Luke was a curious man. He wanted to talk with people who knew Jesus personally to find out more about him. What is your opinion of Jesus? Luke’s report may be enlightening for you… .
Getting Started: Your Story. Before we dig into the Gospel of Luke, it’s important to reflect on our own stories in relation to Jesus. All of us, no matter what our backgrounds and experiences, have a story about our knowledge of and relationship with Jesus. Even those of us from non-religious or non-Christian backgrounds have some thoughts and opinions about Jesus. They may be warm, indifferent or angry opinions. That’s okay. We want to establish an accepting, open atmosphere where we listen to each other and grow together.
Take some time now to share your own stories or thoughts about Jesus and your relationship with him at this point in your life. (Note: you can give significant time to this sharing as the rest of this first study is relatively short.)
1. Turn to Luke’s own introduction to his Gospel, Luke 1:1-4. Have someone read the passage as everyone follows along. From these four verses, what do you learn about the Gospel of Luke? What do they tell us about its historical accuracy?
2. Trace through these verses how the “events that were fulfilled among us” came to be written down into “orderly accounts.” What process did the writers go through?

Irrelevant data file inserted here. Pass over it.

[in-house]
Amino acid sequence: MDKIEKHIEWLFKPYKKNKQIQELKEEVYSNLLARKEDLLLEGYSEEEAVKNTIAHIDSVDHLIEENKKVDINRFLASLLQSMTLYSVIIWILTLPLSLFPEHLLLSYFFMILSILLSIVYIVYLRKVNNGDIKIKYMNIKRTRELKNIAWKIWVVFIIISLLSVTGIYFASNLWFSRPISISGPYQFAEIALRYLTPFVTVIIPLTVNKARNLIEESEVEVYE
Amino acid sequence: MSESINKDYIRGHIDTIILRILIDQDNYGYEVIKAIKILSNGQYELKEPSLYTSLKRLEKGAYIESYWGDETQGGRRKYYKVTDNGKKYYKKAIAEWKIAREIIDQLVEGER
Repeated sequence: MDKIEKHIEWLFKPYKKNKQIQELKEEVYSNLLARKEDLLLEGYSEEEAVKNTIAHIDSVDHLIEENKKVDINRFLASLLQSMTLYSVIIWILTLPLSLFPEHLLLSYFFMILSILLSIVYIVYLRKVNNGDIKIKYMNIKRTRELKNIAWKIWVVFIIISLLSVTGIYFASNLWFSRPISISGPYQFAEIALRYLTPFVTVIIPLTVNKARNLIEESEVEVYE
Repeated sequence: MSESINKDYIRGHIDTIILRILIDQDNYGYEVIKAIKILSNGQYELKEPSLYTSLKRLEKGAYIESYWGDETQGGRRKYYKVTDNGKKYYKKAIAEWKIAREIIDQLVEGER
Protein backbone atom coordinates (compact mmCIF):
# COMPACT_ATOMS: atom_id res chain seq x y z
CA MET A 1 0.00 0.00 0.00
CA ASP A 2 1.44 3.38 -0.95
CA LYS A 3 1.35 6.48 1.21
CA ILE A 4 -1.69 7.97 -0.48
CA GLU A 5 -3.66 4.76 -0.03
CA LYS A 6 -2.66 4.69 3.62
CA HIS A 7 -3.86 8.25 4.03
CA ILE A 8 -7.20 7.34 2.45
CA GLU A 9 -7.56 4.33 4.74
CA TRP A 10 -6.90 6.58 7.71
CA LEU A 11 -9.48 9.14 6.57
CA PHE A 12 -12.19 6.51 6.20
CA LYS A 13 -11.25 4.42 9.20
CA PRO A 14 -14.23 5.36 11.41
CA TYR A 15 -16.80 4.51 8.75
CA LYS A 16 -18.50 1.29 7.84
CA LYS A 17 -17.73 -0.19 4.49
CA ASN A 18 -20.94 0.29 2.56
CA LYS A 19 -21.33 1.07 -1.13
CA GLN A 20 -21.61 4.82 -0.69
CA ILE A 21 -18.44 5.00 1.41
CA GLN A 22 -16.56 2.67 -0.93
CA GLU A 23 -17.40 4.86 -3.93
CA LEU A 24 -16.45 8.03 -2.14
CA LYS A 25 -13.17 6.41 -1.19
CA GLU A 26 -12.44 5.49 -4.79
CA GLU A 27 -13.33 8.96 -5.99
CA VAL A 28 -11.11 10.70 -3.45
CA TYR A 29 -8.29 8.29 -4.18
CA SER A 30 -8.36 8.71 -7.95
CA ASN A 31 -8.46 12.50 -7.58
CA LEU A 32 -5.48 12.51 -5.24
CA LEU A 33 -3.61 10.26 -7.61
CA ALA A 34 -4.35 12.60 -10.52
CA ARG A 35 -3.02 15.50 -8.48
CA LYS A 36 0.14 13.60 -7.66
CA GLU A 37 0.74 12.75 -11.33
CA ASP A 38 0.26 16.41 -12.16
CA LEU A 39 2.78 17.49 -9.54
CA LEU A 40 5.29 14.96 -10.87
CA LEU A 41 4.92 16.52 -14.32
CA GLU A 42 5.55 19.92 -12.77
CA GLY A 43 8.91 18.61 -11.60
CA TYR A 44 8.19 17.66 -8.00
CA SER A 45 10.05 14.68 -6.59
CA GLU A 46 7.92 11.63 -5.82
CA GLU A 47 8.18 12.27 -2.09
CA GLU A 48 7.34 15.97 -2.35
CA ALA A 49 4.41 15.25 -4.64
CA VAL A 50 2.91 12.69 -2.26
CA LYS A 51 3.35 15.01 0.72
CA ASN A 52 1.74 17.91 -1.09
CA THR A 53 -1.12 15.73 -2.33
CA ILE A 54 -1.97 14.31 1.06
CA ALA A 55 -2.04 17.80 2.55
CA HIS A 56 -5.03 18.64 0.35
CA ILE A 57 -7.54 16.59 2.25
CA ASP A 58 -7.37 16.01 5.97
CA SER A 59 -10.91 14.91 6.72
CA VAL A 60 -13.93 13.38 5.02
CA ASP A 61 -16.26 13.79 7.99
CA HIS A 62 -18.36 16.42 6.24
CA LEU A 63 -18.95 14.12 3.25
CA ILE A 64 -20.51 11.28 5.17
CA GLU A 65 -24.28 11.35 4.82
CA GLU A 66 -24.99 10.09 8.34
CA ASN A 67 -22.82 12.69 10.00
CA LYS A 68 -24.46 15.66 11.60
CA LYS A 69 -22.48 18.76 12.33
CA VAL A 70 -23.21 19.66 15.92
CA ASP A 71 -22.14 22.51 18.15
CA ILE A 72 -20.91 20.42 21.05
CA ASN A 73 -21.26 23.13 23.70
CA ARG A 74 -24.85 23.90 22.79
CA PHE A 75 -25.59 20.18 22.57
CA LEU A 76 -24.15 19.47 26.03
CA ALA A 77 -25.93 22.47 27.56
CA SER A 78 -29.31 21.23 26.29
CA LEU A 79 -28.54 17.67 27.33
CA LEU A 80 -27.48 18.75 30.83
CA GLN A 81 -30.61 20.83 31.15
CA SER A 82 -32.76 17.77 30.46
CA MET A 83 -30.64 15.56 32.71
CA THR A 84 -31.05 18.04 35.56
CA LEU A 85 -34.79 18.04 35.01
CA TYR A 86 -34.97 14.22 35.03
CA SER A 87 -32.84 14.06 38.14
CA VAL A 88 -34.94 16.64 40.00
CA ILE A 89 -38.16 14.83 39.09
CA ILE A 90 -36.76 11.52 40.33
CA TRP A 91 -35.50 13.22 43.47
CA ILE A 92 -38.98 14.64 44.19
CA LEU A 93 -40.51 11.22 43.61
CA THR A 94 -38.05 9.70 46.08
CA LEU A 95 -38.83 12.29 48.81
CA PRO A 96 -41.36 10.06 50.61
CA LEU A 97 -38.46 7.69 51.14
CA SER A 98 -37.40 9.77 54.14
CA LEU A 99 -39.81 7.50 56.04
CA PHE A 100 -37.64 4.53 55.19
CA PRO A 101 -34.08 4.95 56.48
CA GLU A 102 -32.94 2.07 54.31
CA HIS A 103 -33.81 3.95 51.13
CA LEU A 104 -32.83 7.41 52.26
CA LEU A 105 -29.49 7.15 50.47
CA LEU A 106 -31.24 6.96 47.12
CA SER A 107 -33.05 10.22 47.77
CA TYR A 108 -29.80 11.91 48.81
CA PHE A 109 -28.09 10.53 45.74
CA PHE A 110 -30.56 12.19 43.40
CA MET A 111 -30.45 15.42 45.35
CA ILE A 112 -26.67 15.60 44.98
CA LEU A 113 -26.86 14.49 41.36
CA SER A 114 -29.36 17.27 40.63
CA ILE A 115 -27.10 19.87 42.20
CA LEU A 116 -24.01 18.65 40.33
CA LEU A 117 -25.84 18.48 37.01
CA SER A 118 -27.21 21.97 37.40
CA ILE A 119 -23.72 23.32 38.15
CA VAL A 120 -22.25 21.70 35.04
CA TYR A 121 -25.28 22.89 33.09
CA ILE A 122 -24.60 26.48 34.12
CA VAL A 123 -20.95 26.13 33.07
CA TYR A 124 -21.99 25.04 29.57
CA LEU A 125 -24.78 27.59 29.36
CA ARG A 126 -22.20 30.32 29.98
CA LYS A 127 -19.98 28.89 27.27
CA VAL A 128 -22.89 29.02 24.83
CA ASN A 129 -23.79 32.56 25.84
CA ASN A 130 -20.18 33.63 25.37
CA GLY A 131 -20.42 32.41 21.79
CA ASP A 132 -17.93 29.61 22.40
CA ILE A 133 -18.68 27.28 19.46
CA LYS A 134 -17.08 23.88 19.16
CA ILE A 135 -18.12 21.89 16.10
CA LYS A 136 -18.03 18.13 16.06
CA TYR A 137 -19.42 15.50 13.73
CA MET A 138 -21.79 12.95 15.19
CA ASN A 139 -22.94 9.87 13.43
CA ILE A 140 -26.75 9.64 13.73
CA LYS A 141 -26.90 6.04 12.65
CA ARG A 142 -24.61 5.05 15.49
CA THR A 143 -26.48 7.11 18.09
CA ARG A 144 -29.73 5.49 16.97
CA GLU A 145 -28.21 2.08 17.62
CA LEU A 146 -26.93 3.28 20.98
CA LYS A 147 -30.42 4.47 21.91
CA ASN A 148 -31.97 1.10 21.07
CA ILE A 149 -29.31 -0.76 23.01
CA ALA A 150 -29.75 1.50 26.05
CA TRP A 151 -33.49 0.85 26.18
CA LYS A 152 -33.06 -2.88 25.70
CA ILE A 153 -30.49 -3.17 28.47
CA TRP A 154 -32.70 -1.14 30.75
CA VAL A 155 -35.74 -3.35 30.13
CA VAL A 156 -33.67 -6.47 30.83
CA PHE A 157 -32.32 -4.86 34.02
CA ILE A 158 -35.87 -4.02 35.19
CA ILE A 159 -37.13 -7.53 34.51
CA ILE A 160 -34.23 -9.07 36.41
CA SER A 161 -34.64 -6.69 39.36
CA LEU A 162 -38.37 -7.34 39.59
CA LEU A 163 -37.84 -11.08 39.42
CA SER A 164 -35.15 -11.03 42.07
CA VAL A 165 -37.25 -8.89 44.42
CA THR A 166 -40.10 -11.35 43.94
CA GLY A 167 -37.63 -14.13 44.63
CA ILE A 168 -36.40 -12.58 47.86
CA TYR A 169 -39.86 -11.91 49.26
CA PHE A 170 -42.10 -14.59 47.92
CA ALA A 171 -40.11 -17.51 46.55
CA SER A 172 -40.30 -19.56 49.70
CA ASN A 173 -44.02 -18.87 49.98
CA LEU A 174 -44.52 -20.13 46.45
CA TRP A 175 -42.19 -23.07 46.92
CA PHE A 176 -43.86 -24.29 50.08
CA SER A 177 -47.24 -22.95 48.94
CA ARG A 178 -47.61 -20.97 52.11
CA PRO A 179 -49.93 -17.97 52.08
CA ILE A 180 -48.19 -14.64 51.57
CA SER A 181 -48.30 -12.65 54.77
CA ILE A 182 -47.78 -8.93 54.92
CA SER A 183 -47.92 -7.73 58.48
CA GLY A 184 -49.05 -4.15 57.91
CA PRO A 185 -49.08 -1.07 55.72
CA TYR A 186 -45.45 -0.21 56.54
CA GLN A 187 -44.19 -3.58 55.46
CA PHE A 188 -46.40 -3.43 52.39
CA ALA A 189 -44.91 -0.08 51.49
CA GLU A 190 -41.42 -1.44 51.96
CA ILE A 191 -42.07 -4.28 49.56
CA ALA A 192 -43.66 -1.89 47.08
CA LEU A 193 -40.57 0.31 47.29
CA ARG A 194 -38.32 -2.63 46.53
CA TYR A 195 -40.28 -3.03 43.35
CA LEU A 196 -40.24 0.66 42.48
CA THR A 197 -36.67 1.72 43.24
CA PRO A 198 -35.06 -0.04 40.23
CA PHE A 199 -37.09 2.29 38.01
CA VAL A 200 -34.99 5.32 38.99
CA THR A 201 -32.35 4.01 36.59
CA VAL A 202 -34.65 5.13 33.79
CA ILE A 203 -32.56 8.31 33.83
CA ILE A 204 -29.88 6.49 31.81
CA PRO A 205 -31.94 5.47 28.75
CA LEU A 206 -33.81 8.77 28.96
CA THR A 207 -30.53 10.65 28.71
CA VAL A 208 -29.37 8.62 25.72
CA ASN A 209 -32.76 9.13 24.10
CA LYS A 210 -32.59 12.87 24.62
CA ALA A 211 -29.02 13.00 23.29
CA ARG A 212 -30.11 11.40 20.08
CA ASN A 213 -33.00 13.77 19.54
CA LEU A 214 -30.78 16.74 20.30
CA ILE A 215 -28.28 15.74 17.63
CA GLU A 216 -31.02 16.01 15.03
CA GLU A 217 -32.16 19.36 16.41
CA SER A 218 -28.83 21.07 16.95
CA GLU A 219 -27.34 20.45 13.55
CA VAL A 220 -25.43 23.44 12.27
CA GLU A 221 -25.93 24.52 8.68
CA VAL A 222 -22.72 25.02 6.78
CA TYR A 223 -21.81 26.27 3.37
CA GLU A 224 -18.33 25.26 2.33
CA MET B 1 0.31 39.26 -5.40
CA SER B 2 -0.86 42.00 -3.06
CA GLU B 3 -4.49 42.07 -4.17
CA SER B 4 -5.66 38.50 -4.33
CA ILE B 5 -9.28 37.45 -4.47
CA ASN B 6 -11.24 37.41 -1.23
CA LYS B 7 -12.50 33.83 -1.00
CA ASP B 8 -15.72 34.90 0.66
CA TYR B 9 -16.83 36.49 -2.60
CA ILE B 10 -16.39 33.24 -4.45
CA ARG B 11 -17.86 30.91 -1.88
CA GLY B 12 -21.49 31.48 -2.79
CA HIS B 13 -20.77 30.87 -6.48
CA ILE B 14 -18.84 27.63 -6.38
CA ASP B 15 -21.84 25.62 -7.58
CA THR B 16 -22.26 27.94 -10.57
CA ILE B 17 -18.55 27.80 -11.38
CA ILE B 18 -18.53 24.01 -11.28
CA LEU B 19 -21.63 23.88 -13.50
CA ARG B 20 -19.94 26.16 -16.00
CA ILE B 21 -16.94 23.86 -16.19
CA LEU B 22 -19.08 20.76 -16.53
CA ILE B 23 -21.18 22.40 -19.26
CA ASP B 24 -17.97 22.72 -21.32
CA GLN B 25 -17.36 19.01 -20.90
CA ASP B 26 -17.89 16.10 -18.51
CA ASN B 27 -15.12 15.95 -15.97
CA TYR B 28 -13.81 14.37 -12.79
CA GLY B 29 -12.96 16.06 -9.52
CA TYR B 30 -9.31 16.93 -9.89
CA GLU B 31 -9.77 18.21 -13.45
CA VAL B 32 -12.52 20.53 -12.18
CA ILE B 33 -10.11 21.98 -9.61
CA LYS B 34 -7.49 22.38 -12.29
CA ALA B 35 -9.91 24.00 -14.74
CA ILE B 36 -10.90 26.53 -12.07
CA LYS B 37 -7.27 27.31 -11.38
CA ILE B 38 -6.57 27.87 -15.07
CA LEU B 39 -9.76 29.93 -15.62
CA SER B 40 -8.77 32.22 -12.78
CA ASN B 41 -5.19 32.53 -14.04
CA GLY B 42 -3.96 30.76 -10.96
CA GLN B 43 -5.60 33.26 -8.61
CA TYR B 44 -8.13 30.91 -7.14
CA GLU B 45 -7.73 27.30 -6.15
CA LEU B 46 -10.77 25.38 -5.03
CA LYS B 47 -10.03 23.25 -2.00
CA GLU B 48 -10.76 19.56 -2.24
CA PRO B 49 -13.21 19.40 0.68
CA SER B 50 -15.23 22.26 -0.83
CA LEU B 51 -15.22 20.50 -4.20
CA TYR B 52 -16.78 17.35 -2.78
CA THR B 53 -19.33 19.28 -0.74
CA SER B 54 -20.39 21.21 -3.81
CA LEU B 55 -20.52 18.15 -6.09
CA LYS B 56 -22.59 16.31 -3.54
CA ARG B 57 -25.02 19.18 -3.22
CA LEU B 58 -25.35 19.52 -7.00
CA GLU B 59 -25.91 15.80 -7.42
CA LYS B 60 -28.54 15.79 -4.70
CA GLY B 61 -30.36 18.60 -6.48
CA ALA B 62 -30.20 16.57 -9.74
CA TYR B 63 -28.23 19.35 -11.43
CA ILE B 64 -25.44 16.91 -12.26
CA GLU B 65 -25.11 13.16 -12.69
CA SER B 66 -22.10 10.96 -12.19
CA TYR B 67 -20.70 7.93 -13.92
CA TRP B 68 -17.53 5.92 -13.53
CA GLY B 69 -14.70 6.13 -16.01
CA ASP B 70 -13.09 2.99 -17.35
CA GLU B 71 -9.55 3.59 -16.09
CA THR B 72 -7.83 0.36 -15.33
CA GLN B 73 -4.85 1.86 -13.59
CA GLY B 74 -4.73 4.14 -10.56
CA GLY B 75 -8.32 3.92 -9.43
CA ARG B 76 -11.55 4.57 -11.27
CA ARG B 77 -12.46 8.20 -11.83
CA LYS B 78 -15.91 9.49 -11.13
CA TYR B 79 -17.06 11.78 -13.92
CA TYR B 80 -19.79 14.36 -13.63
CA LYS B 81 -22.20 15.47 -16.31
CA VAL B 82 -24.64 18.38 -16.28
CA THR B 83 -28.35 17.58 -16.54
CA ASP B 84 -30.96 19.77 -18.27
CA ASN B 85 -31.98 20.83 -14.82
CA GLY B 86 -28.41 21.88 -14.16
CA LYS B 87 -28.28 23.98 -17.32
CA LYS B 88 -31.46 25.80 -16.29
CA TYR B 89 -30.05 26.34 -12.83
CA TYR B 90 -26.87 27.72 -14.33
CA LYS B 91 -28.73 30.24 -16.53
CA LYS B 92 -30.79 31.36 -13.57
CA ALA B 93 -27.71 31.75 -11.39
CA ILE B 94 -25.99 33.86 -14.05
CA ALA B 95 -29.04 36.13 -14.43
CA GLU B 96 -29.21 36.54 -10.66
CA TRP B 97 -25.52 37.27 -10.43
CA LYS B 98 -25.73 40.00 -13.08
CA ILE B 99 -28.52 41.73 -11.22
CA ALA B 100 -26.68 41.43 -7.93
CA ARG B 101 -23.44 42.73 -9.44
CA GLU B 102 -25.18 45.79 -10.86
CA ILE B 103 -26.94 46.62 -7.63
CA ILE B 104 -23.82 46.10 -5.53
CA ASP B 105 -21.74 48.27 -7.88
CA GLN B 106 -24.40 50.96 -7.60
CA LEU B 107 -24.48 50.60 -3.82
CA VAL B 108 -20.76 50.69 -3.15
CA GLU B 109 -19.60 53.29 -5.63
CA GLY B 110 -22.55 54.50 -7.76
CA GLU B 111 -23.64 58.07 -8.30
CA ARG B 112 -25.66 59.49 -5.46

3. Who do you think some of these “eyewitnesses” might be? What does Luke say about the others who have written accounts?
4. In verse 3 Luke tells us he wrote to Theophilus. What can we learn about Theophilus from the text? Why did Luke write to him?
5. How do you think Luke’s emphasis on talking to eyewitnesses and writing an orderly account will help you as you study his Gospel in the coming weeks?
6. Suppose Luke just came in the door of your room and told you excitedly about his investigation. He’s been talking to eyewitnesses about Jesus and putting together an orderly account. What would you like him to investigate, to find out about Jesus? What should he find out from the eyewitnesses? Share some of the questions you come up with, and keep them in mind in the coming weeks to see if Luke gives you any answers.
In Closing: What is it that you would most like to learn or experience about Jesus in the coming weeks? (You may want to spend some time in prayer as a group asking Jesus to reveal himself to you in deep and powerful ways.)
Many thanks to those who gave valuable feedback in the writing and editing of these studies: the Iowa staff team led by Lindsay Olesberg, Beth Krysl, Judy Johnson, Fred Neubert, Shelley Soceka, Glen Ewart, Nancy Fox, Suzy Gaeddert, Scott Eddlemon, Ann Beyerlein, Bob Wolniak, Paula Esealuka, John Seiders and Donna Snow. Special thanks to Kathy Burrows (design) and Jeff Yourison (editor).-Bob Grahmann